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## Group Activity: Atomic Structure Part I

### Introduction

What is an atom? An atom is the basic building block of all matter. A molecule is a collection of atoms that are bound together. Since everything is made of atoms and molecules, everything in the world has to do with chemistry!

Atoms are made up of smaller particles, sub-atomic particles called protons, neutrons, and electrons. Each particle is defined by two properties: mass and electric charge. Mass just refers to how big or small the particle is. Charge comes in two vartieties: positive and negative. When two positive or negative charges meet, they feel a force pushing them apart. But when a negative and a positive charge are brought close together they feel a force pushing them together.

A proton (p+) is the most important part of an atom. The number of protons in an atom determines what kind of element it is. Protons have a mass of 1 atomic mass unit (amu) and a charge of +1. Protons are located in the atomic nucleus. Because they all have a positive charge there is a force pushing them apart. Thanks to another force, called the strong nuclear force, the protons are held together. They get a little help from neutrons. Elements are put in order of number of protons on the periodic table.

Neutrons (n0) are a necessary part of almost all atoms because they make atoms more stable by forcing the protons to stay together. They do this because they contribute to increasing the influence of the strong nuclear force. They have a mass of 1 amu and a charge of 0. That is, they are neutral. (Can you guess why they are called ‘neutrons’?) Atoms of an element can have different numbers of neutrons. Atoms of the same element with different numbers of neutrons are called isotopes.

Electrons (e-) balance out the electric charge of atoms because they have a charge of –1. Their mass is so small that it usually just is not counted. Electrons are located in a sort of cloud that extends away from the nucleus.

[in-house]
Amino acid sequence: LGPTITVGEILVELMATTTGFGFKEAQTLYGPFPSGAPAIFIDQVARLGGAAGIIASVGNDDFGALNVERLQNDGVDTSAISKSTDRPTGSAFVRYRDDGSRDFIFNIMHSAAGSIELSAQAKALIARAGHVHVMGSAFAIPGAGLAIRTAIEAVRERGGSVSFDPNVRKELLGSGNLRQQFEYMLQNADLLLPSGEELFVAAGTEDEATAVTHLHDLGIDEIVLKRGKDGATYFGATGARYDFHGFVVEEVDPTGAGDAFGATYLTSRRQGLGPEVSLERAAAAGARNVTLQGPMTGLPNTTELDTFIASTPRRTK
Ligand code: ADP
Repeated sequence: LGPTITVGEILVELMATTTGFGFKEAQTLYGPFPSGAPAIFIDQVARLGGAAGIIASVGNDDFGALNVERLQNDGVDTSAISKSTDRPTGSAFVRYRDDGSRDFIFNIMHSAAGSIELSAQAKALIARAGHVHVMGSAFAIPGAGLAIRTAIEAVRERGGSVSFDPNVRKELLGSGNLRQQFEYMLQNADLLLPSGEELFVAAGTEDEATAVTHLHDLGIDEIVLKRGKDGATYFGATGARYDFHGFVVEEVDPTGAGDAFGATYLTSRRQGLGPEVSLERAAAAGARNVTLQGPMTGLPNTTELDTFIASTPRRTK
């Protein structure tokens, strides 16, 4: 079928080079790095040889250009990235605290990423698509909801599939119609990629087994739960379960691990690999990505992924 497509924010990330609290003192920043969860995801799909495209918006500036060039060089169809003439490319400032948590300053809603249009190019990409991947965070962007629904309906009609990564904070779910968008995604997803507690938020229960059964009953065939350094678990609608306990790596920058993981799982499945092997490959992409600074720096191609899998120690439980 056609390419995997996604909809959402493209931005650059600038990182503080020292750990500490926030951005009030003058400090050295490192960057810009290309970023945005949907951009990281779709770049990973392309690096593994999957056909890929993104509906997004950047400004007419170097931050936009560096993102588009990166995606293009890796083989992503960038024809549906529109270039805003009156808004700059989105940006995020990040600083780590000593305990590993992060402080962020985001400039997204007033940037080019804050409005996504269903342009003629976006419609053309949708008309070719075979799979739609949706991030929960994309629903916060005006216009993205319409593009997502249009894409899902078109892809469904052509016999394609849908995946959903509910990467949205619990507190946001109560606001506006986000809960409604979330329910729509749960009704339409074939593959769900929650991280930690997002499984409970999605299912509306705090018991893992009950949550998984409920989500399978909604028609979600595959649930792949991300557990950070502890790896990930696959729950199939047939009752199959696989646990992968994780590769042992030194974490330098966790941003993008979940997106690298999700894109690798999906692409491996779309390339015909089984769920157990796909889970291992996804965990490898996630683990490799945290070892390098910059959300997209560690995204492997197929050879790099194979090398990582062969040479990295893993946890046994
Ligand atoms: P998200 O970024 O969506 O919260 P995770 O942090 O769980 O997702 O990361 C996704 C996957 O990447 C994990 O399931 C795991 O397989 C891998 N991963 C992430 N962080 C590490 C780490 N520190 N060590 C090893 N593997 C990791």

The mass of an atom is the sum of the masses of its parts. The charge on an atom is the sum of the charges of its parts.

 Subatomic Particles Mass Charge Symbol proton 1 amu +1 p+ neutron 1 amu 0 n0 electron 5 ×10-4 amu –1 e–
 Electric Forces + <—> + + >–< – – <—> –

Questions
1. Which subatomic particle weighs the least?
2. Where are protons and neutrons located inside an atom?
3. What is the name of the force that keeps the atomic nucleus from flying apart?
4. What two subatomic particles are most important for finding the mass of a whole atom?
1. What two subatomic particles are most important for finding the electric charge of a whole atom?
2. An atom has 6 p+ and 7 n0. What is its mass in amu? What element is it?
3. An atom has 7 p+, 7 n0. What is its mass in amu? What element is it?
4. An atom has 11 p+, 12 n0. What is its mass in amu? What element is it?

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 molybdenum-96 Z = 42 & A = 96 Z = the number of protons Z = the atomic number A = the atomic mass A = the atomic mass number Z + n0 = A or A - Z = n0

OK, now for some problems. Fill in the table showing Z and A in the symbol, like in the example of molybdenum given above. Since these atoms are neutral they have the same number of electrons as protons. So the overall charge for all of them is 0.

For these problems you need to know how to read the names of isotopes.
In aluminum-27 the word gives you the name of the element. The number gives you the mass of the isotope. Find the element on the periodic table. The atomic number (see key above) tells you how many protons that element has. The mass tells you the sum of protons plus neutrons for that isotope.

 Name Symbol ZNo. of p+ A - ZNo. of n0 AMass No. of e– Overall Charge nitrogen-15 157N 7 8 15 7 0 oxygen-16 0 oxygen-18 0 magnesium-26 0 magnesium-24 0 phosphorous-31 0 calcium-40 0 calcium-42 0 silicon-28 0 silicon-30 0 neon-22 0
##### Drawing
Draw each of the atoms from the table above in a way that clearly shows the number of protons, neutrons, and electrons. Put the electrons in circles around the nucleus:
2 in the first circle
8 in the next circle
18 in the next circle
32 in the next circle (if needed)
For this packet to be complete, print out one copy of the periodic table for each student.
Last updated: Nov 5, 2006        Home